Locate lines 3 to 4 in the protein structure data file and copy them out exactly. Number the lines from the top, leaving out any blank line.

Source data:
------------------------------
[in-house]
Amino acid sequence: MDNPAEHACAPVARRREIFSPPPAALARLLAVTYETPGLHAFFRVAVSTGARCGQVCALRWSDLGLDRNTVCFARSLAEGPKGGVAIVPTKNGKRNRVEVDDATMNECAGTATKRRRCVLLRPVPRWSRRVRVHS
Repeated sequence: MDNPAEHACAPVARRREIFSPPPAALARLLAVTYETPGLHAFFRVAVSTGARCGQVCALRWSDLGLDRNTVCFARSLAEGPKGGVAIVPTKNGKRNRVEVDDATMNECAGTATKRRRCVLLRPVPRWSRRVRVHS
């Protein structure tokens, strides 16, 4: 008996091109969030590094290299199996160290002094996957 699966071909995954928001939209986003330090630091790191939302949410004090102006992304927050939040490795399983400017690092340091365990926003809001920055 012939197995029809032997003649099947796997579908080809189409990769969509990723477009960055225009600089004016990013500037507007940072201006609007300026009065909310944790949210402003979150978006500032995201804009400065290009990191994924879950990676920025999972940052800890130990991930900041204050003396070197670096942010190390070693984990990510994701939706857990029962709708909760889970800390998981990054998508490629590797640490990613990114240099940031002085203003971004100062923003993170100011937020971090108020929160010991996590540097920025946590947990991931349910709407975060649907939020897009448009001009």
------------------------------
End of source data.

Repeated sequence: MDNPAEHACAPVARRREIFSPPPAALARLLAVTYETPGLHAFFRVAVSTGARCGQVCALRWSDLGLDRNTVCFARSLAEGPKGGVAIVPTKNGKRNRVEVDDATMNECAGTATKRRRCVLLRPVPRWSRRVRVHS
């Protein structure tokens, strides 16, 4: 008996091109969030590094290299199996160290002094996957 699966071909995954928001939209986003330090630091790191939302949410004090102006992304927050939040490795399983400017690092340091365990926003809001920055 012939197995029809032997003649099947796997579908080809189409990769969509990723477009960055225009600089004016990013500037507007940072201006609007300026009065909310944790949210402003979150978006500032995201804009400065290009990191994924879950990676920025999972940052800890130990991930900041204050003396070197670096942010190390070693984990990510994701939706857990029962709708909760889970800390998981990054998508490629590797640490990613990114240099940031002085203003971004100062923003993170100011937020971090108020929160010991996590540097920025946590947990991931349910709407975060649907939020897009448009001009």